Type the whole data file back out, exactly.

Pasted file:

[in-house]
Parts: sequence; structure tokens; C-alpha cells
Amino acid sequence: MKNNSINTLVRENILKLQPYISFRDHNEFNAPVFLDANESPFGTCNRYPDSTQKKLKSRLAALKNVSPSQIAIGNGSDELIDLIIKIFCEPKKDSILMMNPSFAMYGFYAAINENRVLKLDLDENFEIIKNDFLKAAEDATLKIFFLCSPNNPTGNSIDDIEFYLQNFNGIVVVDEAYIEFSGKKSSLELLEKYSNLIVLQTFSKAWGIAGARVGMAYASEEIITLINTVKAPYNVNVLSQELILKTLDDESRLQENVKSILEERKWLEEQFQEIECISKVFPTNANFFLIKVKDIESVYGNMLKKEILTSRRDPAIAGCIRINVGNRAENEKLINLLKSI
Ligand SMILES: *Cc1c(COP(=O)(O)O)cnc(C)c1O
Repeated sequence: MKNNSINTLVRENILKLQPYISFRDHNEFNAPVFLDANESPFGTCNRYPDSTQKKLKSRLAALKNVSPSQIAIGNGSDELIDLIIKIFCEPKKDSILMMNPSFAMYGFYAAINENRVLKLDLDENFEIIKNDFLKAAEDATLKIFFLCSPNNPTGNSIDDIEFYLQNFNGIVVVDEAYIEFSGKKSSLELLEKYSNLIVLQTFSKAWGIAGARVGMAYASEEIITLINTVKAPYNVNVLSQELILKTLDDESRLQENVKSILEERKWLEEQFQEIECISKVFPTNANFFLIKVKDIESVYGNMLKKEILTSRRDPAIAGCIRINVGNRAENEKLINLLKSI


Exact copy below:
[in-house]
Parts: sequence; structure tokens; C-alpha cells
Amino acid sequence: MKNNSINTLVRENILKLQPYISFRDHNEFNAPVFLDANESPFGTCNRYPDSTQKKLKSRLAALKNVSPSQIAIGNGSDELIDLIIKIFCEPKKDSILMMNPSFAMYGFYAAINENRVLKLDLDENFEIIKNDFLKAAEDATLKIFFLCSPNNPTGNSIDDIEFYLQNFNGIVVVDEAYIEFSGKKSSLELLEKYSNLIVLQTFSKAWGIAGARVGMAYASEEIITLINTVKAPYNVNVLSQELILKTLDDESRLQENVKSILEERKWLEEQFQEIECISKVFPTNANFFLIKVKDIESVYGNMLKKEILTSRRDPAIAGCIRINVGNRAENEKLINLLKSI
Ligand SMILES: *Cc1c(COP(=O)(O)O)cnc(C)c1O
Repeated sequence: MKNNSINTLVRENILKLQPYISFRDHNEFNAPVFLDANESPFGTCNRYPDSTQKKLKSRLAALKNVSPSQIAIGNGSDELIDLIIKIFCEPKKDSILMMNPSFAMYGFYAAINENRVLKLDLDENFEIIKNDFLKAAEDATLKIFFLCSPNNPTGNSIDDIEFYLQNFNGIVVVDEAYIEFSGKKSSLELLEKYSNLIVLQTFSKAWGIAGARVGMAYASEEIITLINTVKAPYNVNVLSQELILKTLDDESRLQENVKSILEERKWLEEQFQEIECISKVFPTNANFFLIKVKDIESVYGNMLKKEILTSRRDPAIAGCIRINVGNRAENEKLINLLKSI